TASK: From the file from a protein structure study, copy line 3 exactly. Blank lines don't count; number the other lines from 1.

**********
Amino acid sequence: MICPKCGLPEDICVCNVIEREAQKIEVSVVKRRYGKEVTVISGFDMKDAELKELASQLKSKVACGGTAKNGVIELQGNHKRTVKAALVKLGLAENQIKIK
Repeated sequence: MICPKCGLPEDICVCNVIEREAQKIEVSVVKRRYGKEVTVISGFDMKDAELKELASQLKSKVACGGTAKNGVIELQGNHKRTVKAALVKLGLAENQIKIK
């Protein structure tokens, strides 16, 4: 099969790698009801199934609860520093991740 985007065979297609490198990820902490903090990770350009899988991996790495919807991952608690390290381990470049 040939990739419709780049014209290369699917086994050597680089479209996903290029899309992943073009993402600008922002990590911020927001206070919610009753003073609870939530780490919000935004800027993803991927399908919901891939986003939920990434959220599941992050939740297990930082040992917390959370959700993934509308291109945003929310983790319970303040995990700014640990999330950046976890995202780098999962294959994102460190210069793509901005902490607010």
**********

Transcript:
């Protein structure tokens, strides 16, 4: 099969790698009801199934609860520093991740 985007065979297609490198990820902490903090990770350009899988991996790495919807991952608690390290381990470049 040939990739419709780049014209290369699917086994050597680089479209996903290029899309992943073009993402600008922002990590911020927001206070919610009753003073609870939530780490919000935004800027993803991927399908919901891939986003939920990434959220599941992050939740297990930082040992917390959370959700993934509308291109945003929310983790319970303040995990700014640990999330950046976890995202780098999962294959994102460190210069793509901005902490607010």